Preventative Tools for Children with Autism
Children with autism can sometimes experience behavior that is challenging for both the child and the parent. Behaviors can range from mild disruption to self-injury. Preventative tools, known as “antecedent strategies,” can be used before these behaviors occur to help prepare children with autism and those around them.
There are four main antecedent strategies: the Premack principle, priming, environmental arrangement and choice making. Using these strategies before a behavior occurs allows you to set the child up for success.
- Premack principle is a strategy that helps someone to understand in what order things are going to be done. The Premack principle is also referred to as the “first, then” rule. “First, we do __ then you get___.” This allows those with autism to not only understand what must be done first, but also reminds them what they get after the task is complete, whether that be free play time or ice cream (to name a couple of examples).
- Priming is preparing a child for upcoming activities; it can be done a couple of different ways. One way to use priming is using intervals of time to remind a child that an event or activity is approaching. For example, telling someone “art is in 10 minutes” and then again at five minutes and so on until the time of the activity. Another way to use priming is previewing an activity or event with a child to introduce it to them in smaller doses and work up to the actual event. An example of this may look like using a pretend doctor kit and introducing one step of a doctor’s visit at a time and working up to an entire pretend doctor visit before a real one.
- Environmental arrangement is simply arranging the environment to best suit a child with autism for their specific needs. If, for example, your child typically screams if there is art hung on the wall, then don’t take your child into a room with art on all the walls. If you know that a child will eat Play-Doh, make sure all Play-Doh is put away before bringing them into the room.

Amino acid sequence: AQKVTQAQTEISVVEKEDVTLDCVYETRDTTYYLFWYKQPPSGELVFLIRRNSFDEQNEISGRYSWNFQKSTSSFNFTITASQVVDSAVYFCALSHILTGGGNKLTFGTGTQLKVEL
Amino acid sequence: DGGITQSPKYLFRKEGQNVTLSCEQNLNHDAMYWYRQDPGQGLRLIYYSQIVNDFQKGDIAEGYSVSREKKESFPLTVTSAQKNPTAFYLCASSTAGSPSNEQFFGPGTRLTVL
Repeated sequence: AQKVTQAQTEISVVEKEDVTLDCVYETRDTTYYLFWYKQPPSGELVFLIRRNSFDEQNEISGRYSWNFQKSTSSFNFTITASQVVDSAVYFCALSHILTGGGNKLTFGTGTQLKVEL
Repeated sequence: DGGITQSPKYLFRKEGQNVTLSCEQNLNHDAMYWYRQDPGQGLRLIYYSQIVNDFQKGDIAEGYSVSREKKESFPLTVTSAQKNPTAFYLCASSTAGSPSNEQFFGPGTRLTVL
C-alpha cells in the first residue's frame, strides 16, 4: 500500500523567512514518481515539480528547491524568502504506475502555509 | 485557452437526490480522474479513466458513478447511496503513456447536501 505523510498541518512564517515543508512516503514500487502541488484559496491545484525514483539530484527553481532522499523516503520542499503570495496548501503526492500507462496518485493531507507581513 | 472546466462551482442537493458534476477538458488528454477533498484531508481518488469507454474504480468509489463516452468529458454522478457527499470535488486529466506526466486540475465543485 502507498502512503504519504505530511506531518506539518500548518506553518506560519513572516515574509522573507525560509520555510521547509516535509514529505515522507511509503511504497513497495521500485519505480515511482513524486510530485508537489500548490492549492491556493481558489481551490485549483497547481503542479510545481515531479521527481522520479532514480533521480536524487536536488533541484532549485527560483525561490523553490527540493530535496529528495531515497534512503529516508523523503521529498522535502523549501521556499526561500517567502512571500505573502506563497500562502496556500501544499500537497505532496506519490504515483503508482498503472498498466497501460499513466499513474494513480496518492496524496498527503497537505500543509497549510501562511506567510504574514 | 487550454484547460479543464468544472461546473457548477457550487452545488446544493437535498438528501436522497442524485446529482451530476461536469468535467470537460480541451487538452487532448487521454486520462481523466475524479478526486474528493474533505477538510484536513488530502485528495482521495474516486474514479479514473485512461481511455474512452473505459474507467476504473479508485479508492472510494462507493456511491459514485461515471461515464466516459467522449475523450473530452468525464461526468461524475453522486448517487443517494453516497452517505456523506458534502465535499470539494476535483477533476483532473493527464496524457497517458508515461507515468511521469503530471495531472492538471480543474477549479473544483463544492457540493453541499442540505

- Choice making is allowing a person to have the autonomy to make a decision. It allows the child to feel more in control of what’s going on in his or her life. When calling a person to come sit at a table to do a task they may not want to do, you can use choice making by asking them: “Do you want to sit in the big chair or small chair?” Or,“Do you want to sit in the chair or stand at the table?” and so on. This allows them to make a choice for themselves with something they want to do but still allows you to accomplish whatever task needs to be done. In doing this, you help prevent a behavior that may have occurred by not giving any options to choose from.
Using these antecedent strategies is not a guarantee that a behavior will not occur. However, it does allow for those with autism to be more prepared and feel more in control of what’s going on in their life, therefore, setting them up for success.
For more information and services related to children with autism, visit us at Ochsner.org/boh.